A passionate commitment to keep connecting

At a time of separation, many artists feel more personally connected to audiences than ever

You know those diary columns penned by socialites that drip with name-dropping? Well, here’s mine. For what a month I’ve had. To highlight just a few A-list artists: I’ve popped in to some of pianist Igor Levit’s daily house concerts; stopped by cellist Alisa Weilerstein’s place where she’s been playing the Bach Suites, one movement per day; and few hosts have proved quite as debonair as violinist Daniel Hope (and few living rooms proved quite so stylish), whose home has become a hangout for the most impressive of chamber music soirées, Hope@Home.

Of course in reality (and before anyone reports me to the authorities) I’ve barely brushed the borders of my postcode for more than a month now. All the above has been made possible by the passionate commitment of artists to keep communicating. Some of it has been of audiophile quality, some little more sophisticated than a webcam angled towards a photo frame-topped piano. What has united it all has been a wonderful spirit of generosity – and spontaneity.

Different nations’ rules have posed contrasting challenges, but creativity has won out. One fun project saw members of the London Mozart Players recording their relevant bits of Carnival of the Animals, all subsequently sewn together. And there can’t be many families who can observe lockdown laws and put on a chamber reduction of a movement of Beethoven’s Piano Concerto No 3 – but this is exactly what the Kanneh-Mason household managed on the day pianist Isata was due to have performed the work at the Royal Albert Hall. Plus, as I write this, a life-affirming Spem in Alium has arrived from Stile Antico, the 40 parts recorded on smartphones and spectacularly compiled.

But most moving of all was the Good Friday performance of Bach’s St John Passion from St Thomas Church, Leipzig, where the composer had been cantor, and where he now rests. A suitably social distance-friendly chamber reduction was used within the church, while the broadcast cut to a screen-filling collage of postage stamp-sized singers for the chorales. Few moments have so poignantly captured the insistence, by so many, that even at a time of enforced separation, we shall be united by, and in, music.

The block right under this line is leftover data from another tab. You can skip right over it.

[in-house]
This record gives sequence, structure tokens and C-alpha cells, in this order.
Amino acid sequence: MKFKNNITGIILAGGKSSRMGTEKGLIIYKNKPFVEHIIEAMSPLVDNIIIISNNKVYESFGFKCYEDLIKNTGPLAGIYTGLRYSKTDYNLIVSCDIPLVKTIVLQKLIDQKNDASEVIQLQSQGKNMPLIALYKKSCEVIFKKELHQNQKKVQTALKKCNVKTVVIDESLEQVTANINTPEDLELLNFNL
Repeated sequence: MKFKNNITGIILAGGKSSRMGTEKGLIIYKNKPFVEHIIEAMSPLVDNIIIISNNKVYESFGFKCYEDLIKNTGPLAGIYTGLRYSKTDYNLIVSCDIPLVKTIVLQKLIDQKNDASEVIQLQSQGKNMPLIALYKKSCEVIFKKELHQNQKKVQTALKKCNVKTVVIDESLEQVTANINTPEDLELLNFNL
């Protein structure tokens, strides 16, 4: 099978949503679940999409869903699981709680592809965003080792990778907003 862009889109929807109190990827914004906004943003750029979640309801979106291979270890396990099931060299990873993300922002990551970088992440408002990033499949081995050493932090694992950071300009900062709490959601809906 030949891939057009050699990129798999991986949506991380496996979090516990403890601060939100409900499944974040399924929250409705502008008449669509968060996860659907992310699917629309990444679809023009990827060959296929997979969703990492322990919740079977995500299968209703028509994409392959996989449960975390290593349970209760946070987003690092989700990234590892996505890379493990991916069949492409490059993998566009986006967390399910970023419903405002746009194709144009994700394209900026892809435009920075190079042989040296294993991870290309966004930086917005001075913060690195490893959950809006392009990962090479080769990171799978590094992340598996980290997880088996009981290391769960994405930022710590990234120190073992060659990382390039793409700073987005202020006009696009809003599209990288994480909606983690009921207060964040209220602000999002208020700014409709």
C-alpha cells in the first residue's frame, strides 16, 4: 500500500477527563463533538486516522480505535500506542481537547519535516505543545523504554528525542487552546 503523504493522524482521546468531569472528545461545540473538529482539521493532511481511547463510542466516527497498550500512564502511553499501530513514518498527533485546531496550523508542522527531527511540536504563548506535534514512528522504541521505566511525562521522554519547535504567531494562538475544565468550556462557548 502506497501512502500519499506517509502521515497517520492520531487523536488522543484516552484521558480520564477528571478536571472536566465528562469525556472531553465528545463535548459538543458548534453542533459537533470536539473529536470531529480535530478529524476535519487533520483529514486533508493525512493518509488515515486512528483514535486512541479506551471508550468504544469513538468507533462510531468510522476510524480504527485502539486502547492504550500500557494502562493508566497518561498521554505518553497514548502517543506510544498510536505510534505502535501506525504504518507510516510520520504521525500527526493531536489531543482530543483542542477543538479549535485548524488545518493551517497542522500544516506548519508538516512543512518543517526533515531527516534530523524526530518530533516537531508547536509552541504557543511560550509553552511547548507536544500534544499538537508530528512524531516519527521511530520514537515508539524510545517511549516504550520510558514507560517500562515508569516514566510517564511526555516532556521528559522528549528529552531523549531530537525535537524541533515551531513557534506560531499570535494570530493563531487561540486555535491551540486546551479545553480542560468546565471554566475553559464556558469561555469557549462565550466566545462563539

Great artists have invariably found themselves placed on pedestals, but while some of the grandest (particularly in the past) may have adored the adulation, most I meet these days feel regretful about the distance fame imposes between them and their audiences, and they do everything they can to break down barriers. It’s a pleasing paradox that it is at this time of division that many artists have arguably felt more personally connected to audiences than ever before. But when the likes of Levit, Weilerstein or Hope invite us virtually into their living rooms, in one crucial sense it’s not so different to what they do when, in more normal times, they perform on a stage before audiences of thousands, or in a recording studio before a microphone. They’re using music to connect with people. And when the concerts begin again, perhaps the openness, dedication and imagination they and so many have shown through these past weeks will live on, through that sense of connection being stronger even than before. martin.cullingford@markallengroup.com

This article appears in the June 2020 issue of Gramophone, available now

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